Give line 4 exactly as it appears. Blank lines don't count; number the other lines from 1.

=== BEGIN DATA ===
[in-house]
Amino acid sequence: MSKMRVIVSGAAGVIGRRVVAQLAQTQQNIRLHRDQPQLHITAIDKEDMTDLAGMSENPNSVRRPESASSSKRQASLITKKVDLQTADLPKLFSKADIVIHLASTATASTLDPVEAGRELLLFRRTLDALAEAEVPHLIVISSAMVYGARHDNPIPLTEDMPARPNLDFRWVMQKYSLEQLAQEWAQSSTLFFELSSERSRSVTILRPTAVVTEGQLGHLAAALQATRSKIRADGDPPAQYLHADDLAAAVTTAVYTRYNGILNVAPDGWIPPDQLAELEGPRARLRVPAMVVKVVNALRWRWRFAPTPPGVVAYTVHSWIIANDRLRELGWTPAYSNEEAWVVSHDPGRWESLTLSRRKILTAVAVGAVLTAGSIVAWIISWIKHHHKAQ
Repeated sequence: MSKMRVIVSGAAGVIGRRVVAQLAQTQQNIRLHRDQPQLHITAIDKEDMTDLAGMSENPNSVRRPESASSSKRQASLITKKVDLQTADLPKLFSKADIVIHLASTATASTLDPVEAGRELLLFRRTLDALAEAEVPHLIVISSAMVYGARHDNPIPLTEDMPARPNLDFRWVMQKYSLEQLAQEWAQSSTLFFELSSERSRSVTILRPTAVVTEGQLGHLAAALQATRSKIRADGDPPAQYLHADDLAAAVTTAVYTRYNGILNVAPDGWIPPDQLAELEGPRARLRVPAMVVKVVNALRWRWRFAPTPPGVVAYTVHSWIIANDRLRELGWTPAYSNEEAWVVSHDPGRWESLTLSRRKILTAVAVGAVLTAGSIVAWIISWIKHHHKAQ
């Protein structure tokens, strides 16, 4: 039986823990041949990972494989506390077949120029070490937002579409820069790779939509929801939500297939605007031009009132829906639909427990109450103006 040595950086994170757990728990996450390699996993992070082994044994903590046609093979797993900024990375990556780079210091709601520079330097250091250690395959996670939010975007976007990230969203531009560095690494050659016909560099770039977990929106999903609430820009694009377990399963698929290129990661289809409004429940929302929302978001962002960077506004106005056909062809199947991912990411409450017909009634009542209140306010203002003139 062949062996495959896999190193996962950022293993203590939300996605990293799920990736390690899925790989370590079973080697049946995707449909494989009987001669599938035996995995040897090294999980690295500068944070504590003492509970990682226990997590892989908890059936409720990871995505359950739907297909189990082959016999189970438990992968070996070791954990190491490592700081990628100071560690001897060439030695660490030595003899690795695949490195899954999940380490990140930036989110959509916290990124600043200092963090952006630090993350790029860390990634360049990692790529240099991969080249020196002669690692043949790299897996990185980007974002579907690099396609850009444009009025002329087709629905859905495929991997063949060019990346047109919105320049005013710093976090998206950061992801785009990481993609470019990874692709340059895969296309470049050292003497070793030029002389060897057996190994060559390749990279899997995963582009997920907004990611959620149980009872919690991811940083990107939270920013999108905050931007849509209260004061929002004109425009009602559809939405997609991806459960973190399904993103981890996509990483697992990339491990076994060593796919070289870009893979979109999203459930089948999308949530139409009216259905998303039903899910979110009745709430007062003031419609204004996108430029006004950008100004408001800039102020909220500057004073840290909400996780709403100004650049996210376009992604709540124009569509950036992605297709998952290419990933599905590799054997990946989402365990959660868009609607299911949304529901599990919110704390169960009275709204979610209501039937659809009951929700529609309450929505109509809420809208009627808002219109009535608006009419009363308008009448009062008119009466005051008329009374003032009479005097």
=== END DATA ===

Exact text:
């Protein structure tokens, strides 16, 4: 039986823990041949990972494989506390077949120029070490937002579409820069790779939509929801939500297939605007031009009132829906639909427990109450103006 040595950086994170757990728990996450390699996993992070082994044994903590046609093979797993900024990375990556780079210091709601520079330097250091250690395959996670939010975007976007990230969203531009560095690494050659016909560099770039977990929106999903609430820009694009377990399963698929290129990661289809409004429940929302929302978001962002960077506004106005056909062809199947991912990411409450017909009634009542209140306010203002003139 062949062996495959896999190193996962950022293993203590939300996605990293799920990736390690899925790989370590079973080697049946995707449909494989009987001669599938035996995995040897090294999980690295500068944070504590003492509970990682226990997590892989908890059936409720990871995505359950739907297909189990082959016999189970438990992968070996070791954990190491490592700081990628100071560690001897060439030695660490030595003899690795695949490195899954999940380490990140930036989110959509916290990124600043200092963090952006630090993350790029860390990634360049990692790529240099991969080249020196002669690692043949790299897996990185980007974002579907690099396609850009444009009025002329087709629905859905495929991997063949060019990346047109919105320049005013710093976090998206950061992801785009990481993609470019990874692709340059895969296309470049050292003497070793030029002389060897057996190994060559390749990279899997995963582009997920907004990611959620149980009872919690991811940083990107939270920013999108905050931007849509209260004061929002004109425009009602559809939405997609991806459960973190399904993103981890996509990483697992990339491990076994060593796919070289870009893979979109999203459930089948999308949530139409009216259905998303039903899910979110009745709430007062003031419609204004996108430029006004950008100004408001800039102020909220500057004073840290909400996780709403100004650049996210376009992604709540124009569509950036992605297709998952290419990933599905590799054997990946989402365990959660868009609607299911949304529901599990919110704390169960009275709204979610209501039937659809009951929700529609309450929505109509809420809208009627808002219109009535608006009419009363308008009448009062008119009466005051008329009374003032009479005097």